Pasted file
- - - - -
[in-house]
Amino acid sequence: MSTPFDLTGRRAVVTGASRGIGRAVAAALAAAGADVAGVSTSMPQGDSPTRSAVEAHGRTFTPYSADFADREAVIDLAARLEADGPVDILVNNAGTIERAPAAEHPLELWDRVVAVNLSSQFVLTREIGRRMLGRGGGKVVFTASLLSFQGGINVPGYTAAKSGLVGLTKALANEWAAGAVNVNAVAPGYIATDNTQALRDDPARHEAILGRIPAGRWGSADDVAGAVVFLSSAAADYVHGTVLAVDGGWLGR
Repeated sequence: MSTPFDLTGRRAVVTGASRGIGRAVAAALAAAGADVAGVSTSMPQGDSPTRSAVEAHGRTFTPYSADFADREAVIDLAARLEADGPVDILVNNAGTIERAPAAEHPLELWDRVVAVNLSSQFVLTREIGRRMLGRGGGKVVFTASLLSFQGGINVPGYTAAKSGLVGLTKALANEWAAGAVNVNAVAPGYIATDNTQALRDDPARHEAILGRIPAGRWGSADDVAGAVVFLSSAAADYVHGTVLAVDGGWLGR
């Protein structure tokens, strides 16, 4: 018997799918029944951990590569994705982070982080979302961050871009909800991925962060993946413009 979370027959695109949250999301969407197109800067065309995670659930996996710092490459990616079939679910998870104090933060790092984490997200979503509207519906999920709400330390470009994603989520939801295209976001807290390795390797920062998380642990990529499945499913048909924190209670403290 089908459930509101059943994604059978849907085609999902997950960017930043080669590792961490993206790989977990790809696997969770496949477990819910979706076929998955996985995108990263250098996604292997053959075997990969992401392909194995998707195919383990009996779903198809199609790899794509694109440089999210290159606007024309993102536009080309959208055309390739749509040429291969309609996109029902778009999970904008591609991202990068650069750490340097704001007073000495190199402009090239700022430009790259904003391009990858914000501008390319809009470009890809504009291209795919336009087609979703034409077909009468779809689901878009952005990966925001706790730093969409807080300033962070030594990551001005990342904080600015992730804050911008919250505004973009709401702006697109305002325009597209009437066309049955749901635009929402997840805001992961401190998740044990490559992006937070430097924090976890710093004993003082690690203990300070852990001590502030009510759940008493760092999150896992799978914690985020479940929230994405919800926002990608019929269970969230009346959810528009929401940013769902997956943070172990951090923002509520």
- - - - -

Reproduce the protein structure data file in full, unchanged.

[in-house]
Amino acid sequence: MSTPFDLTGRRAVVTGASRGIGRAVAAALAAAGADVAGVSTSMPQGDSPTRSAVEAHGRTFTPYSADFADREAVIDLAARLEADGPVDILVNNAGTIERAPAAEHPLELWDRVVAVNLSSQFVLTREIGRRMLGRGGGKVVFTASLLSFQGGINVPGYTAAKSGLVGLTKALANEWAAGAVNVNAVAPGYIATDNTQALRDDPARHEAILGRIPAGRWGSADDVAGAVVFLSSAAADYVHGTVLAVDGGWLGR
Repeated sequence: MSTPFDLTGRRAVVTGASRGIGRAVAAALAAAGADVAGVSTSMPQGDSPTRSAVEAHGRTFTPYSADFADREAVIDLAARLEADGPVDILVNNAGTIERAPAAEHPLELWDRVVAVNLSSQFVLTREIGRRMLGRGGGKVVFTASLLSFQGGINVPGYTAAKSGLVGLTKALANEWAAGAVNVNAVAPGYIATDNTQALRDDPARHEAILGRIPAGRWGSADDVAGAVVFLSSAAADYVHGTVLAVDGGWLGR
């Protein structure tokens, strides 16, 4: 018997799918029944951990590569994705982070982080979302961050871009909800991925962060993946413009 979370027959695109949250999301969407197109800067065309995670659930996996710092490459990616079939679910998870104090933060790092984490997200979503509207519906999920709400330390470009994603989520939801295209976001807290390795390797920062998380642990990529499945499913048909924190209670403290 089908459930509101059943994604059978849907085609999902997950960017930043080669590792961490993206790989977990790809696997969770496949477990819910979706076929998955996985995108990263250098996604292997053959075997990969992401392909194995998707195919383990009996779903198809199609790899794509694109440089999210290159606007024309993102536009080309959208055309390739749509040429291969309609996109029902778009999970904008591609991202990068650069750490340097704001007073000495190199402009090239700022430009790259904003391009990858914000501008390319809009470009890809504009291209795919336009087609979703034409077909009468779809689901878009952005990966925001706790730093969409807080300033962070030594990551001005990342904080600015992730804050911008919250505004973009709401702006697109305002325009597209009437066309049955749901635009929402997840805001992961401190998740044990490559992006937070430097924090976890710093004993003082690690203990300070852990001590502030009510759940008493760092999150896992799978914690985020479940929230994405919800926002990608019929269970969230009346959810528009929401940013769902997956943070172990951090923002509520």